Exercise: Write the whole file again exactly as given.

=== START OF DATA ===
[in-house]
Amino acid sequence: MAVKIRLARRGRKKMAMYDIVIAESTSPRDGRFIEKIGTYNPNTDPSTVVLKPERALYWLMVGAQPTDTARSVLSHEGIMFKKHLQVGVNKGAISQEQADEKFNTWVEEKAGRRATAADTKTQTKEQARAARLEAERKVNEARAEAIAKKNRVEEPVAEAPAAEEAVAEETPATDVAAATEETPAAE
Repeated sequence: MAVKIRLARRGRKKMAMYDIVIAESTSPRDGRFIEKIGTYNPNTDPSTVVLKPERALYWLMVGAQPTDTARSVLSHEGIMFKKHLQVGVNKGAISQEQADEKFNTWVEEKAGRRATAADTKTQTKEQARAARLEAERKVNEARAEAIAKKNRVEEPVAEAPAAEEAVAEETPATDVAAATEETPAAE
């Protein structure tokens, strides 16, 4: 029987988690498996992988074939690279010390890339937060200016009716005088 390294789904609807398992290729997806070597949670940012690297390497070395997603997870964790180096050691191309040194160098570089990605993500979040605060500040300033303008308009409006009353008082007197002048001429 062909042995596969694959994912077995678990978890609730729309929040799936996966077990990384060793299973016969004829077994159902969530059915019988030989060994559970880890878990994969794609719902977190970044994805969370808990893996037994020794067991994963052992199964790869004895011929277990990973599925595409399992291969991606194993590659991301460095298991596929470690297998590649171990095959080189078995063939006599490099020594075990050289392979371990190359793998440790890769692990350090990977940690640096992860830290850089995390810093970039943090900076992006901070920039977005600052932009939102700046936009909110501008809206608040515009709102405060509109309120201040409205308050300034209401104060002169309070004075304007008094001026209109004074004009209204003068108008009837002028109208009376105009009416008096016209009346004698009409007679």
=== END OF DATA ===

[in-house]
Amino acid sequence: MAVKIRLARRGRKKMAMYDIVIAESTSPRDGRFIEKIGTYNPNTDPSTVVLKPERALYWLMVGAQPTDTARSVLSHEGIMFKKHLQVGVNKGAISQEQADEKFNTWVEEKAGRRATAADTKTQTKEQARAARLEAERKVNEARAEAIAKKNRVEEPVAEAPAAEEAVAEETPATDVAAATEETPAAE
Repeated sequence: MAVKIRLARRGRKKMAMYDIVIAESTSPRDGRFIEKIGTYNPNTDPSTVVLKPERALYWLMVGAQPTDTARSVLSHEGIMFKKHLQVGVNKGAISQEQADEKFNTWVEEKAGRRATAADTKTQTKEQARAARLEAERKVNEARAEAIAKKNRVEEPVAEAPAAEEAVAEETPATDVAAATEETPAAE
């Protein structure tokens, strides 16, 4: 029987988690498996992988074939690279010390890339937060200016009716005088 390294789904609807398992290729997806070597949670940012690297390497070395997603997870964790180096050691191309040194160098570089990605993500979040605060500040300033303008308009409006009353008082007197002048001429 062909042995596969694959994912077995678990978890609730729309929040799936996966077990990384060793299973016969004829077994159902969530059915019988030989060994559970880890878990994969794609719902977190970044994805969370808990893996037994020794067991994963052992199964790869004895011929277990990973599925595409399992291969991606194993590659991301460095298991596929470690297998590649171990095959080189078995063939006599490099020594075990050289392979371990190359793998440790890769692990350090990977940690640096992860830290850089995390810093970039943090900076992006901070920039977005600052932009939102700046936009909110501008809206608040515009709102405060509109309120201040409205308050300034209401104060002169309070004075304007008094001026209109004074004009209204003068108008009837002028109208009376105009009416008096016209009346004698009409007679």